Even customers who never buy into the category during the rest of the year get the Christmas spirit, so c-stores need to make sure they have the right stock

It may come as a surprise to some c-store retailers, but the Christmas spirits category is second only to wine in December, at £416m in sales. According to Diageo half of all households buy spirits at this time of year, with one third of annual spirits volume sold in the last 12 weeks of the year. What's more, the category delivers more value than turkey, cranberry sauce, Brussels sprouts and chocolate confectionery combined. Intriguingly, this time of year also sees new customers to the category, with half of buyers purchasing only once or twice a year and 62% buying once, and that's at Christmas (Diageo).
However, some c-stores find spirits a tricky category at the best of times, but even more so at Christmas, with pressure from discounting in the supermarkets as well as the everyday issues of crime.
Diageo channel director routes to market Paul Downing says that c-stores should take supermarkets out of the equation: "Don't get too hung up on the grocers, you're not directly in competition with them. You should be working on a fair price, not the grocery price, and make sure that the products are on display and out from behind the counter. Price is not the most important thing customers want from a c-store, but they are looking for value for money."
Diageo is, for the first time this year, putting pricemarked packs on four of its core lines: Smirnoff, Gordon's, Bell's and Baileys.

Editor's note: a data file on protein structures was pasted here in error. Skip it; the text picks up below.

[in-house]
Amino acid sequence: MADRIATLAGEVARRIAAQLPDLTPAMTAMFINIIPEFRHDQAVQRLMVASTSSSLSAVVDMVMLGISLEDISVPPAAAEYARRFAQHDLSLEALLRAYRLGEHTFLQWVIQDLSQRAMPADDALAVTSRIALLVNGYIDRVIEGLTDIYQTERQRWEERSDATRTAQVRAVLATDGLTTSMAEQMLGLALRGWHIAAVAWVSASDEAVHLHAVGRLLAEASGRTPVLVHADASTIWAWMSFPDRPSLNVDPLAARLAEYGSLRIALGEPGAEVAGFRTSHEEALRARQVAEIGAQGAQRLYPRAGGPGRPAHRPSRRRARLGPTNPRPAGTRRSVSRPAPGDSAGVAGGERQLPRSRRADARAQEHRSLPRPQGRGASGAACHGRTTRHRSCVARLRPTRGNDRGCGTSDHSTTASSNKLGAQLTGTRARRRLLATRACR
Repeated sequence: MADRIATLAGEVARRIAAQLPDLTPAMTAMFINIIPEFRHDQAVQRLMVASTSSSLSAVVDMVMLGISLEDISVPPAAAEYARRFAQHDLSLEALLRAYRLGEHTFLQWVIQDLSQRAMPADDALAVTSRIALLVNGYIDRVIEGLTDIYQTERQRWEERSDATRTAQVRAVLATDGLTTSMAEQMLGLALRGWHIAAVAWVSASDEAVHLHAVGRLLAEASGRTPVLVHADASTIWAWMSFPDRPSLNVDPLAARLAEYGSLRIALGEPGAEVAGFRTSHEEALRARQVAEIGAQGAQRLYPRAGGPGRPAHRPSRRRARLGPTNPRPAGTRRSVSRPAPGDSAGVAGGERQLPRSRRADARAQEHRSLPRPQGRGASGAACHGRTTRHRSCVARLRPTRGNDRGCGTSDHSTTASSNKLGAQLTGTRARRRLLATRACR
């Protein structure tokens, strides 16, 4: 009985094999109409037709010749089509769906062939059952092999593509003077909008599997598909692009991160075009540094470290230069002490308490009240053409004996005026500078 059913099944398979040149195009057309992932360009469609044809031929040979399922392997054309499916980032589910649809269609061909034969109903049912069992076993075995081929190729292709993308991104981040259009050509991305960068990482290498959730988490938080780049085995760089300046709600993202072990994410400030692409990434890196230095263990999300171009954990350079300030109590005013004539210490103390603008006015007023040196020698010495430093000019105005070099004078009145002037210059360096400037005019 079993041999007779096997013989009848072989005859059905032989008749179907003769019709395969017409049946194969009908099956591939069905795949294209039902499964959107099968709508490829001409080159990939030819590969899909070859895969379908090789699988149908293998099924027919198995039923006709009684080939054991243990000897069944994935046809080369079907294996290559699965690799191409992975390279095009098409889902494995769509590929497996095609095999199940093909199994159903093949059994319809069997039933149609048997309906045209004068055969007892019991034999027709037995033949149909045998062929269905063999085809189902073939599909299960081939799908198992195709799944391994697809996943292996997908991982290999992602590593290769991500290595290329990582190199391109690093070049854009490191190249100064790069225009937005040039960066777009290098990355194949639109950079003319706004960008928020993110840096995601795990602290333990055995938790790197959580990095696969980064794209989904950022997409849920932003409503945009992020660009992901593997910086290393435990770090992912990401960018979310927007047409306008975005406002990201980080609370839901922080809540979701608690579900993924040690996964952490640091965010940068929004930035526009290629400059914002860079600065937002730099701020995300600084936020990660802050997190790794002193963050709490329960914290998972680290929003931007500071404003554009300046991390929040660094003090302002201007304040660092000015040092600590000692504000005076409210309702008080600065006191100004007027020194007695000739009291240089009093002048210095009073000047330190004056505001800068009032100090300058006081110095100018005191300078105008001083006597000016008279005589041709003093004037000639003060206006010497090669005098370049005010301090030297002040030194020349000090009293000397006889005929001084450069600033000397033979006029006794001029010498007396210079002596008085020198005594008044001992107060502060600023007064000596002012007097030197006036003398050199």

According to Pernod Ricard commercial director Simon Thomas c-stores should be looking beyond price: "Those c-stores with good availability of key brands as well as clear signage and attractive deals will maximise their sales opportunities. One particular area of opportunity is to provide a good selection of gift packs, which give added-value sales as well as drawing interest towards and improving the look of the fixture." This year Pernod Ricard has increased its gift offering.
Downing also says that small retailers have got to get their orders right, making sure there are no out of stocks: "Getting the availability right is key, and it's the biggest crime in a
c-store not to have the core range available in the last two to three weeks."
However, according to Pete Segal, director at market analyst HIM, while key brands are important,
c-stores should be using their local knowledge to offer customers exactly what they need: "You've got to have the core brands but create some interest as well and have the right range for your store. It's not a one-size-fits-all scenario. If, for instance there are a lot of Polish people near your store then doing something like upping the vodka offering is a bit of a no-brainer."
Like most categories, spirits see some really good sales when they are cross-merchandised and put in high traffic areas. However, many retailers are reluctant to put such a high value item within easy reach of shoplifters. As readers will be aware, the FWD Blueprint Putting Leaders on Display (PLOD) programme has had great success in tackling this issue in trials.
The initiative, which the FWD say will 'revolutionalise' the spirits category in c-stores, is designed to encourage retailers to move spirits from behind the counter and into the main aisles of the store. Security is provided by special caps which are fixed to the bottles and can only be released by the retailer. One store which trialled the caps saw a 26% rise in sales volume and a 20% rise in value. The FWD says that while no date has yet been set for the roll out of the scheme, it's simply a matter of getting a schedule together that's agreeable to the many suppliers and parties involved. Downing says that he expects to see the scheme implemented in some stores before Christmas. "There is nothing bigger than this opportunity, nothing else is going to grow sales to this extent." Downing says he expects there to be a small charge to the retailer, but that most of the costs will be absorbed.